Longtime golf analyst Johnny Miller is retiring from his lead analyst role at NBC Sports with his final telecast to take place in February.
Miller, 71, officially announced the move Tuesday, saying he will step down after 29 years in the booth which followed a Hall of Fame playing career. A source told ESPN that Paul Azinger will replace Miller while continuing to do the U.S. Open and U.S. Women’s Open for Fox Sports.
A good part of the reason Miller has occupied that space for so long is his honesty and bluntness, but it wasn’t just his candor that got him there. Miller was among the game’s top players, winning 25 times on the PGA Tour, including two major championships.
That included the first-ever 63 in a major championship during the final round of the 1973 U.S. Open, where Miller rallied from 6 shots back to win at Oakmont.
“I’ve had two lives,” Miller said during a conference call Tuesday. “The golfing part … the younger generation sort of heard about me, but maybe didn’t realize I wasn’t too bad at times. Then the announcing part.
“I was always groomed by my dad to win the U.S. Open. When I won at Oakmont, that was my best moment there, the best round I ever played. And then announcing, to be able to work with an amazing team … everybody behind the scenes, I learned how to be a team player. Or tried to be, anyway.”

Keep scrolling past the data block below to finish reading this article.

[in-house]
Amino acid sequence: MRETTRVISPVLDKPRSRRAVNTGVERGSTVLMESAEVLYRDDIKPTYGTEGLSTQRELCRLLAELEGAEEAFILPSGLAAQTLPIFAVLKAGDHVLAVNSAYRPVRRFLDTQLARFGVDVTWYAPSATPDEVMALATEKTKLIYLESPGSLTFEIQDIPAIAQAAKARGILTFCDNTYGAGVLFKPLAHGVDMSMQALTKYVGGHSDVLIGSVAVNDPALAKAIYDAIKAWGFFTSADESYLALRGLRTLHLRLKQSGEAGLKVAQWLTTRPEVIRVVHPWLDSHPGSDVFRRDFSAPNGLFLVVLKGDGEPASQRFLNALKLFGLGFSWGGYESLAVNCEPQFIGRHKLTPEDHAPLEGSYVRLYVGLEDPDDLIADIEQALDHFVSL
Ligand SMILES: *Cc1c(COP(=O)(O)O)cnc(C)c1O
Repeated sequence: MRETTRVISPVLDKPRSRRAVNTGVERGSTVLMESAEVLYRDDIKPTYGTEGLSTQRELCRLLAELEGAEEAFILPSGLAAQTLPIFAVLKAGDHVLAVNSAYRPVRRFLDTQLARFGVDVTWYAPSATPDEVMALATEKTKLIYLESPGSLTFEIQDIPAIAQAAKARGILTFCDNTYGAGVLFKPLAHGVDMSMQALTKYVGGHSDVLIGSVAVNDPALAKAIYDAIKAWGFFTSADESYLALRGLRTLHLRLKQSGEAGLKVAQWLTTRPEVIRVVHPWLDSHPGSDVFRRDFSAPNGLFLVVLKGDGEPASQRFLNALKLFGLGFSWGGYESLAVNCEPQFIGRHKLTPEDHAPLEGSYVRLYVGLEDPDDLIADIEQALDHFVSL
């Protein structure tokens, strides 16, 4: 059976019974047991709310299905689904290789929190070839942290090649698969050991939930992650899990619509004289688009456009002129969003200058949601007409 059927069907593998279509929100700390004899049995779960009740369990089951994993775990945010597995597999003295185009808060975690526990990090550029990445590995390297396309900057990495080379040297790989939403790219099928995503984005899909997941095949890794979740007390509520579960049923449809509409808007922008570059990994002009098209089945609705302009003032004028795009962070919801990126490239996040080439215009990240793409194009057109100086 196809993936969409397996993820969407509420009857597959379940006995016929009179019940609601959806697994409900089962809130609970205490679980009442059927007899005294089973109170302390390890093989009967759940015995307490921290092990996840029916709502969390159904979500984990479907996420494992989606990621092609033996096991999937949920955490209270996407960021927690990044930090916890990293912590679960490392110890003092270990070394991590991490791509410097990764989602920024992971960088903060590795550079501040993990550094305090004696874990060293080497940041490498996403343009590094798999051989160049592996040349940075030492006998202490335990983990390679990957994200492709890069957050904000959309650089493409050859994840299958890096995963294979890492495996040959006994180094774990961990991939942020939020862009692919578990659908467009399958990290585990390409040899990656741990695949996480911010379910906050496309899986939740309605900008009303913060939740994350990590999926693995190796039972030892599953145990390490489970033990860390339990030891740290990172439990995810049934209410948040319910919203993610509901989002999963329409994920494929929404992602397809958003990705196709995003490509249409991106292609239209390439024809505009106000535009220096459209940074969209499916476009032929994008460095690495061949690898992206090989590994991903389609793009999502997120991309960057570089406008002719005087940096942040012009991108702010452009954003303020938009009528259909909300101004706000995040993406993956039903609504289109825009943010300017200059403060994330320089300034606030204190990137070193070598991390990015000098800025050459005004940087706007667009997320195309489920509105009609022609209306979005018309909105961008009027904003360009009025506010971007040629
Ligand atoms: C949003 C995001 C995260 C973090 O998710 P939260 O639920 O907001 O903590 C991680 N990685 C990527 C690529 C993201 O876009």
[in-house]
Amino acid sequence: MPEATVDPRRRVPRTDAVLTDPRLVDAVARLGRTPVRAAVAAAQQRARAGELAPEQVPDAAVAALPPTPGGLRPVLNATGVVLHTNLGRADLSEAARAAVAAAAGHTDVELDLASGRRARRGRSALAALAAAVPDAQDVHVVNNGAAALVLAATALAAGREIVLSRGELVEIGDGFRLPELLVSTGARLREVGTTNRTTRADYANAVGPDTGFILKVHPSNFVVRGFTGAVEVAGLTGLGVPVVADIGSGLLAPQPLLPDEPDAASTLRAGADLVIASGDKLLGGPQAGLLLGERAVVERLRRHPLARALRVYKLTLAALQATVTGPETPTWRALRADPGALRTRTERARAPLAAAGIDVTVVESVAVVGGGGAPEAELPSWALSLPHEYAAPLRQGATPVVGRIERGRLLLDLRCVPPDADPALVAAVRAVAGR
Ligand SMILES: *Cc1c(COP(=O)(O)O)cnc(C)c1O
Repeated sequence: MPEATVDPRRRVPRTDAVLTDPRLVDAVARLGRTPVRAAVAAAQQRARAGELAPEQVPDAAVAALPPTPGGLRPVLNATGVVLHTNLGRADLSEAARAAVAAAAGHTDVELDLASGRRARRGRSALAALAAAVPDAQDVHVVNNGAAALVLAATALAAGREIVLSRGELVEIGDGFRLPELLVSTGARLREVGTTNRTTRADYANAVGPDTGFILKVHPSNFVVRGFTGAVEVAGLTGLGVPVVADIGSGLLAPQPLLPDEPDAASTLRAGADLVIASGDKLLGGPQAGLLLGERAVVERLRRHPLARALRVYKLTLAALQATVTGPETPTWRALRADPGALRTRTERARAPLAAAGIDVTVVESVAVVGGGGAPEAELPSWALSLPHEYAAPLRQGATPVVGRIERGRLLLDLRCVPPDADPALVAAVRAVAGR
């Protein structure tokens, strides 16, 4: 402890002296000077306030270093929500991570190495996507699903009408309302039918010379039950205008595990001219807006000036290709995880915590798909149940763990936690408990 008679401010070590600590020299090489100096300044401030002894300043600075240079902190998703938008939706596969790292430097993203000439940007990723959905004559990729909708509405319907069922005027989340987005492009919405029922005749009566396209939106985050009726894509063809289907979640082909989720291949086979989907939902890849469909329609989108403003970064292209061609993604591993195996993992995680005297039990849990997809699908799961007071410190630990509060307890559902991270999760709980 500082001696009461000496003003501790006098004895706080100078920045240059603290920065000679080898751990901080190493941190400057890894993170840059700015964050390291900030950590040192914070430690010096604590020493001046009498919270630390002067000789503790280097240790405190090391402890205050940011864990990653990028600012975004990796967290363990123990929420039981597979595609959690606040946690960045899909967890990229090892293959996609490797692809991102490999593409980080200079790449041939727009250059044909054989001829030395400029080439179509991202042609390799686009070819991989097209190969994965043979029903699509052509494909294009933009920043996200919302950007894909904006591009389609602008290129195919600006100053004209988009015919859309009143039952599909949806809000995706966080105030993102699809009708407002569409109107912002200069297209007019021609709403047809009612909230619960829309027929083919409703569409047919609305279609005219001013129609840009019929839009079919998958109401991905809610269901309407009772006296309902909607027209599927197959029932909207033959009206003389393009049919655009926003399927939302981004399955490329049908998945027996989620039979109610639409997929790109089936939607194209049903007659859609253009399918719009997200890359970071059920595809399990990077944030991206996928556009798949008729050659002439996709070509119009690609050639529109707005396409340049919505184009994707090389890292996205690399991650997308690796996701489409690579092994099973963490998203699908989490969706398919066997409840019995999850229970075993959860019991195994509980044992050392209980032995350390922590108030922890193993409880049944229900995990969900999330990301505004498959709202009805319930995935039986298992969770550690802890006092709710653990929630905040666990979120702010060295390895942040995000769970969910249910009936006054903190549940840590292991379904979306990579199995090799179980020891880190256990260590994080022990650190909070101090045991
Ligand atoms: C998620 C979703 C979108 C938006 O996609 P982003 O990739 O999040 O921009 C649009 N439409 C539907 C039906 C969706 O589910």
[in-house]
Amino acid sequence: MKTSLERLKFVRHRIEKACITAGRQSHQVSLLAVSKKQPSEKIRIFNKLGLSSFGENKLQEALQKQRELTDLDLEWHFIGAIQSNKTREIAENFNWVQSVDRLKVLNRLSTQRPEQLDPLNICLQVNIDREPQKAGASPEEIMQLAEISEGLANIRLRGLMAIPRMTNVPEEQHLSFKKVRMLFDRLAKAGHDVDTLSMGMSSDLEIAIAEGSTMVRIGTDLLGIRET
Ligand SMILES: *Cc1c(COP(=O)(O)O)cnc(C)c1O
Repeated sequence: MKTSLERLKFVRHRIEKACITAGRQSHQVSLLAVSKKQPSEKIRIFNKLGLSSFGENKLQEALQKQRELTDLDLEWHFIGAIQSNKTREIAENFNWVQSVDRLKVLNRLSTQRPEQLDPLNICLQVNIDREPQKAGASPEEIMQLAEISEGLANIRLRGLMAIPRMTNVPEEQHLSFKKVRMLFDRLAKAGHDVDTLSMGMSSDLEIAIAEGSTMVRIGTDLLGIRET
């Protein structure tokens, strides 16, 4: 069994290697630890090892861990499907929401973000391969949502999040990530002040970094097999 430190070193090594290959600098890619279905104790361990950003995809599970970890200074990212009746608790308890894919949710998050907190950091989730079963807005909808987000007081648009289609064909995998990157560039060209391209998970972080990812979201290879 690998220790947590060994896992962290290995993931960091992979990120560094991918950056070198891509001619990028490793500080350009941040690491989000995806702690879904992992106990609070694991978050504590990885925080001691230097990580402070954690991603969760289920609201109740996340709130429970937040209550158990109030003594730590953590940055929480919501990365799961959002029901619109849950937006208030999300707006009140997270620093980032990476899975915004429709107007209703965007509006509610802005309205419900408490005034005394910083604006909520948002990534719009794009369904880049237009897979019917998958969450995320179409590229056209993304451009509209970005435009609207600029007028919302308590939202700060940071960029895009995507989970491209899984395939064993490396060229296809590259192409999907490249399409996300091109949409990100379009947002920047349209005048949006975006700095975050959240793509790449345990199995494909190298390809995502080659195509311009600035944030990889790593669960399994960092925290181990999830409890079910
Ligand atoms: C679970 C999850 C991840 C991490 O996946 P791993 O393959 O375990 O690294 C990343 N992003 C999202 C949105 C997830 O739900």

Miller recounted how he came to use the word “choke” in his first broadcast in 1990 at what was then the Bob Hope Classic. He said that player Peter Jacobsen — who know works alongside Miller as an NBC analyst — didn’t speak to him for six months afterward.
“I said the kind of shot he had — a downhill lie over water — is the kind of shot you can choke on,” Miller said. “I never said he choked or was going to choke.
“It was so startling to people. It’s not a nice word, but it definitely gets the job done as far as communicating. For me, I’d choke on putting and admit that I did, but I ball-struck well enough to get around the choke factor. Everybody has some part of their game that is easily influenced to choke. I don’t like the word, but it’s the word that communicates the most directly.”
Miller was inducted into the World Golf Hall of Fame in 1998 and took over at NBC in 1990, replacing Lee Trevino, who at the time was leaving the broadcast booth to concentrate on senior golf.
Miller will take part in his final broadcast at the Waste Management Phoenix Open in February before NBC transitions to Azinger, who has yet to be officially named to the role.
Azinger, 58, is a 12-time PGA Tour winner who worked alongside Mike Tirico and Nick Faldo when ABC did PGA Tour telecasts. He is also a former ESPN analyst.